Two lower federal courts found the permit rules evenhanded, and the church appealed. The Supreme Court reversed, and sent the case back to a lower court.

Rehnquist's dissent mentioned the killings of two university professors in New Hampshire, allegedly by men who had cased the neighborhood by going door to door.

Stratton's law was intended to address such "very grave risks associated with canvassing," and did not unduly limit free speech, Rehnquist wrote.

Stratton, population 287, includes many retirees who were sick of being pestered by Jehovah's Witnesses and others, the town's mayor has said.

Village Solicitor Frank Bruzzese said the town law was "narrowly drawn to regulate only entry onto private property."

He interpreted the court's decision as permission for a canvasser to enter private property without the homeowner's consent, so long as the canvasser's intent was to exercise a free speech right.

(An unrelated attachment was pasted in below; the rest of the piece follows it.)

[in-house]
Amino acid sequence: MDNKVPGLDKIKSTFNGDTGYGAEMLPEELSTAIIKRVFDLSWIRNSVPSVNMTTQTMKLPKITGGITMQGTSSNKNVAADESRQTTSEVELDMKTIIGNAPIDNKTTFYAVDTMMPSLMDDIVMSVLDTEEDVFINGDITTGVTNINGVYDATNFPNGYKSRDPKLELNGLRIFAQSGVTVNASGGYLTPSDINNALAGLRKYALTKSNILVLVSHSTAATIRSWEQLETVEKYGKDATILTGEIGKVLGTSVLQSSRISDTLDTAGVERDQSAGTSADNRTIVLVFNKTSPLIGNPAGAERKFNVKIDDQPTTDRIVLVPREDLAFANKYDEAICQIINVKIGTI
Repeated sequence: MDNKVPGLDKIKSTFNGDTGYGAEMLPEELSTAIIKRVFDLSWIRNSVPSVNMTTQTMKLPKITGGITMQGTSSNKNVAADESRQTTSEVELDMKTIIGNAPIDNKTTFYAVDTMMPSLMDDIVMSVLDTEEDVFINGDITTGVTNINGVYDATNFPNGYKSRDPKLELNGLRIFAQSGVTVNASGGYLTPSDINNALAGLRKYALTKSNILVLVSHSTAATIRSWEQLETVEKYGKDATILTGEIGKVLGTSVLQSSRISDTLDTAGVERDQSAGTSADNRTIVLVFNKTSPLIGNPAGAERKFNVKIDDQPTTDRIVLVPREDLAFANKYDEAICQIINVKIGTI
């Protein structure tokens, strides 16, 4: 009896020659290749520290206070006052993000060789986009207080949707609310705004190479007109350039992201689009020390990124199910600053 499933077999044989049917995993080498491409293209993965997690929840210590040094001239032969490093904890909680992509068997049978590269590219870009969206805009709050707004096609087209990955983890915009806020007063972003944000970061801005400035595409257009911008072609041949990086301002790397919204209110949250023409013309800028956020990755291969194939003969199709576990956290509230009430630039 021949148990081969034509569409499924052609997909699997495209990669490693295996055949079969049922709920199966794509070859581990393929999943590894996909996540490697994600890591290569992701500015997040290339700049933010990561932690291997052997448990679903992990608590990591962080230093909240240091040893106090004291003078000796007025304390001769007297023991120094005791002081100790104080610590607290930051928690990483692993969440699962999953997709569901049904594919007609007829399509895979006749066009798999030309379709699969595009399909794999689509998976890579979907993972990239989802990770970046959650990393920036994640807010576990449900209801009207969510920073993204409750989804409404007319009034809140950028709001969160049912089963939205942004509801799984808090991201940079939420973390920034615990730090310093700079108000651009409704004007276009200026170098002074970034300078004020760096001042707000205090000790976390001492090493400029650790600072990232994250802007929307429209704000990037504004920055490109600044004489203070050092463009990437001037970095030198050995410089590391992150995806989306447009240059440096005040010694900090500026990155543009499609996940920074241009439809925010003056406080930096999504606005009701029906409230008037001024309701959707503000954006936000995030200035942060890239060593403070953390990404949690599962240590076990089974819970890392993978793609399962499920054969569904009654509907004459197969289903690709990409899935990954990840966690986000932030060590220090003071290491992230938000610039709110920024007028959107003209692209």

"If that's what it means, I guess we'll all have to live with it," he said.

The town has had a testy history with the Jehovah's Witnesses congregation in nearby Wellsville.

Anyone who wants to go door to door must first go to the mayor's office and fill out a permit application. The form requires a name and other identifying information, and is kept on file. There is no fee.

About 15 people have applied for permits since the law took effect, and no one has been turned away. Jehovah's Witnesses did not apply, because they considered the permit unconstitutional.

The church won victories in the 1930s and 1940s that have helped form the court's modern interpretation of the First Amendment.

Stevens took note of the World War II-era cases, saying they repeatedly saved Jehovah's Witnesses "from petty prosecutions."

"The value judgment that then motivated a united democratic people fighting to defend those very freedoms from totalitarian attack is unchanged. It motivates our decision today," Stevens wrote.

The case is Watchtower Bible and Tract Society of New York Inc. v. Village of Stratton, Ohio, et al., 00-1737.

2002 The Associated Press